Advancing bill to save fraction of oil, gas revenue in W.Va.’s best interest
An editorial from The Dominion Post
MORGANTOWN, W.Va. — Some are having a hard time making heads or tails out of Senate Bill 461.
After all, when did government actually start wanting to save money?
It spends it really well and has been known to spend money it doesn’t even have.
Better known as the Future Fund Bill, this legislation sets aside a fraction of the state’s oil and gas severance tax revenues for projects down the road.
That fraction is 25 percent of every dollar after the state collects the first $175 million in tax revenues from private oil and gas companies.
The fund would collect interest until 2020 — for six years — before using any of that interest to repave even a single mile of road.
Aside from infrastructure projects, such as roads, flood control, water or wastewater facilities, it could also be used for economic development, post-mining land reclamation and even help enhance public schools funding.
Projections of oil and gas severance tax revenues more than the $175 million benchmark certainly don’t look to be any sort of a fiscal gusher.
The coming fiscal year’s severance tax collections from oil and gas are estimated to be about $176.4 million. That translates into about $350,000 to start the Future Fund.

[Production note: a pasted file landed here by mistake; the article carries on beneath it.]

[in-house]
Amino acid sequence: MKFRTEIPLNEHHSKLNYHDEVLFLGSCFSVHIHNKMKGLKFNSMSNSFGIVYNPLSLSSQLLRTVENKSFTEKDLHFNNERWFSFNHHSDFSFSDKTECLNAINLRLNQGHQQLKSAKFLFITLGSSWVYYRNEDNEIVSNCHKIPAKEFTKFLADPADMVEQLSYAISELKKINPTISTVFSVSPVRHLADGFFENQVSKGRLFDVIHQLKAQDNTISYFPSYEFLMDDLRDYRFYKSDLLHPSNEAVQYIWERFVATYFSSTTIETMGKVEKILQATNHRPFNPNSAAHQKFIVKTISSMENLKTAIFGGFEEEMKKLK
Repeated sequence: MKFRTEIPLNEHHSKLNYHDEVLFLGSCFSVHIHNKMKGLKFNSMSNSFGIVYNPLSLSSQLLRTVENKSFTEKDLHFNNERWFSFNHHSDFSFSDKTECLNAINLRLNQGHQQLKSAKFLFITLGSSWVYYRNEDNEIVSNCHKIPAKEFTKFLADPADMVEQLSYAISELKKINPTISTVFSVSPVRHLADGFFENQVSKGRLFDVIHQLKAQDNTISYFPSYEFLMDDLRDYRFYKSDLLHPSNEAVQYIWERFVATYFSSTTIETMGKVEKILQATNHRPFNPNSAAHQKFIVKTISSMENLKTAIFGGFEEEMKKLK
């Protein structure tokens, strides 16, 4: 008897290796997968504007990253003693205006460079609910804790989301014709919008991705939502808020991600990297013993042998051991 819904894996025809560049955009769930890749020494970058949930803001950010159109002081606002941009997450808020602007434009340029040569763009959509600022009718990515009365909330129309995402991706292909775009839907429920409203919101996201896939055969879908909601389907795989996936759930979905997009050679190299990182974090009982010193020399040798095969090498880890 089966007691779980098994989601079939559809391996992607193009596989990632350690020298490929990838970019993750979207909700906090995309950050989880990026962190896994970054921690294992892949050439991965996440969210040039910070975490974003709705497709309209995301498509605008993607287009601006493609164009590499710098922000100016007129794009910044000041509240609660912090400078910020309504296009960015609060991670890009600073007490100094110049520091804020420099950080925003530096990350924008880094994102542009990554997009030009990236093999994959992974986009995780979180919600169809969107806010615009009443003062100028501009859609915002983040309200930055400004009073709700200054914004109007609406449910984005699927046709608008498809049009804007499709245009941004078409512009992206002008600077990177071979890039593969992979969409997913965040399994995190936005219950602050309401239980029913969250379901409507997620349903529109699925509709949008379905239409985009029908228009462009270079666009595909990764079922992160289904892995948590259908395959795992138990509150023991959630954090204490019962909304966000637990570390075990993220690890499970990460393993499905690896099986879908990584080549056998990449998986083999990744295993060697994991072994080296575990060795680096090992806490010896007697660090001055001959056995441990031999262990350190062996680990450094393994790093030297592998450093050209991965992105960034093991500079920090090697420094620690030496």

The interest from that is certainly nothing to sneeze at, but it’s no windfall, either, for now.
Far be it from us to project how this fund would grow in six years and the interest it would generate.
But despite ongoing budget cuts, revenue shortfalls and the deplorable condition of roads today statewide, Future Fund is a good idea.
There are some who advocate going for broke today because where they come from, there may appear to be no tomorrow.
West Virginia, of course, has seen its share of ups and downs in the past 150 years, but there is every reason to believe in our future.
Sen. Jeff Kessler, D-Marshall and the Senate president, recently noted if the state had saved 1 percent of its oil and gas severance revenue in the past 40 years it would now be worth about $800 million a year — in the interest alone.
Of course, the primary reason for most of our optimism is the state’s almost limitless wealth of energy resources, especially natural gas.
Future funds are not new. Texas, for instance, funds its entire higher education system with a portion of its gas and oil revenue.
No, we are not Texas and no our state’s Future Fund may never rival that kind of spending.
And the price of natural gas and oil is also hard to call now, let alone years from now.
However, saving for the future is never a coin toss.